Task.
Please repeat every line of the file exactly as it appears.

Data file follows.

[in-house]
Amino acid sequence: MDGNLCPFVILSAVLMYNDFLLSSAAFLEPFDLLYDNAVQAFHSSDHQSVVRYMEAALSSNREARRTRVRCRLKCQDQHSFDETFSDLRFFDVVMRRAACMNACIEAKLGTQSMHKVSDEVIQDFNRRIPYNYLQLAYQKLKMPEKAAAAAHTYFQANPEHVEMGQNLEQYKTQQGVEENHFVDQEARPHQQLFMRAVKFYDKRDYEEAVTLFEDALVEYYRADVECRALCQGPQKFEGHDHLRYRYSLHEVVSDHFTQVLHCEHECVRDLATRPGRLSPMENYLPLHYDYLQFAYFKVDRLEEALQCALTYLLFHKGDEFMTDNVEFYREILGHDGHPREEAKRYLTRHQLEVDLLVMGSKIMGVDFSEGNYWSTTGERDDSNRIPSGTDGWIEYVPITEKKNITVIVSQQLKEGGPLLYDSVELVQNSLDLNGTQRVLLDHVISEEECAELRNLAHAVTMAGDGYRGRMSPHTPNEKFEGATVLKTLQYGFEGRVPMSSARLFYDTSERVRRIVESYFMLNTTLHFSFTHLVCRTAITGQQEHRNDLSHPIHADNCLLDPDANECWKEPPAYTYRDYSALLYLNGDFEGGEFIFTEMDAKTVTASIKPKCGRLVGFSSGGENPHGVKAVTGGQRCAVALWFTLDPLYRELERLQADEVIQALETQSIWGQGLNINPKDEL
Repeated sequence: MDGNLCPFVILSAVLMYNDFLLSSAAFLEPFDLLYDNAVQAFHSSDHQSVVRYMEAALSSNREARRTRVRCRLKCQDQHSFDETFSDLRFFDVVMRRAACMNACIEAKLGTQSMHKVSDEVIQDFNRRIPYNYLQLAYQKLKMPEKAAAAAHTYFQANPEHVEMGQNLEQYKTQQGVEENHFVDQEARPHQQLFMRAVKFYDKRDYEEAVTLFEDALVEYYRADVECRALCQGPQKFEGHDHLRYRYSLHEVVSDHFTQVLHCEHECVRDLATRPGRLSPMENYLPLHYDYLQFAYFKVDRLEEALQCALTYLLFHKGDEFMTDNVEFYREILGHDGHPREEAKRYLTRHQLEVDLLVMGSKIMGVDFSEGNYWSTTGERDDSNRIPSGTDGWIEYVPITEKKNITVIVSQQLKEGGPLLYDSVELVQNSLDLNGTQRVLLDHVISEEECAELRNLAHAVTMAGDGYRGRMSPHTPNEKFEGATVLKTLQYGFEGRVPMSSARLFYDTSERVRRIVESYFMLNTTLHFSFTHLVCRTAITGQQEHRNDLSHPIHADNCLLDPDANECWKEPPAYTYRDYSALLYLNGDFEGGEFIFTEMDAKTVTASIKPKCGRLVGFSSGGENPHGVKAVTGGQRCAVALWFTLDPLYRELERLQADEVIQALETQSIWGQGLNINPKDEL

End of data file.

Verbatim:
[in-house]
Amino acid sequence: MDGNLCPFVILSAVLMYNDFLLSSAAFLEPFDLLYDNAVQAFHSSDHQSVVRYMEAALSSNREARRTRVRCRLKCQDQHSFDETFSDLRFFDVVMRRAACMNACIEAKLGTQSMHKVSDEVIQDFNRRIPYNYLQLAYQKLKMPEKAAAAAHTYFQANPEHVEMGQNLEQYKTQQGVEENHFVDQEARPHQQLFMRAVKFYDKRDYEEAVTLFEDALVEYYRADVECRALCQGPQKFEGHDHLRYRYSLHEVVSDHFTQVLHCEHECVRDLATRPGRLSPMENYLPLHYDYLQFAYFKVDRLEEALQCALTYLLFHKGDEFMTDNVEFYREILGHDGHPREEAKRYLTRHQLEVDLLVMGSKIMGVDFSEGNYWSTTGERDDSNRIPSGTDGWIEYVPITEKKNITVIVSQQLKEGGPLLYDSVELVQNSLDLNGTQRVLLDHVISEEECAELRNLAHAVTMAGDGYRGRMSPHTPNEKFEGATVLKTLQYGFEGRVPMSSARLFYDTSERVRRIVESYFMLNTTLHFSFTHLVCRTAITGQQEHRNDLSHPIHADNCLLDPDANECWKEPPAYTYRDYSALLYLNGDFEGGEFIFTEMDAKTVTASIKPKCGRLVGFSSGGENPHGVKAVTGGQRCAVALWFTLDPLYRELERLQADEVIQALETQSIWGQGLNINPKDEL
Repeated sequence: MDGNLCPFVILSAVLMYNDFLLSSAAFLEPFDLLYDNAVQAFHSSDHQSVVRYMEAALSSNREARRTRVRCRLKCQDQHSFDETFSDLRFFDVVMRRAACMNACIEAKLGTQSMHKVSDEVIQDFNRRIPYNYLQLAYQKLKMPEKAAAAAHTYFQANPEHVEMGQNLEQYKTQQGVEENHFVDQEARPHQQLFMRAVKFYDKRDYEEAVTLFEDALVEYYRADVECRALCQGPQKFEGHDHLRYRYSLHEVVSDHFTQVLHCEHECVRDLATRPGRLSPMENYLPLHYDYLQFAYFKVDRLEEALQCALTYLLFHKGDEFMTDNVEFYREILGHDGHPREEAKRYLTRHQLEVDLLVMGSKIMGVDFSEGNYWSTTGERDDSNRIPSGTDGWIEYVPITEKKNITVIVSQQLKEGGPLLYDSVELVQNSLDLNGTQRVLLDHVISEEECAELRNLAHAVTMAGDGYRGRMSPHTPNEKFEGATVLKTLQYGFEGRVPMSSARLFYDTSERVRRIVESYFMLNTTLHFSFTHLVCRTAITGQQEHRNDLSHPIHADNCLLDPDANECWKEPPAYTYRDYSALLYLNGDFEGGEFIFTEMDAKTVTASIKPKCGRLVGFSSGGENPHGVKAVTGGQRCAVALWFTLDPLYRELERLQADEVIQALETQSIWGQGLNINPKDEL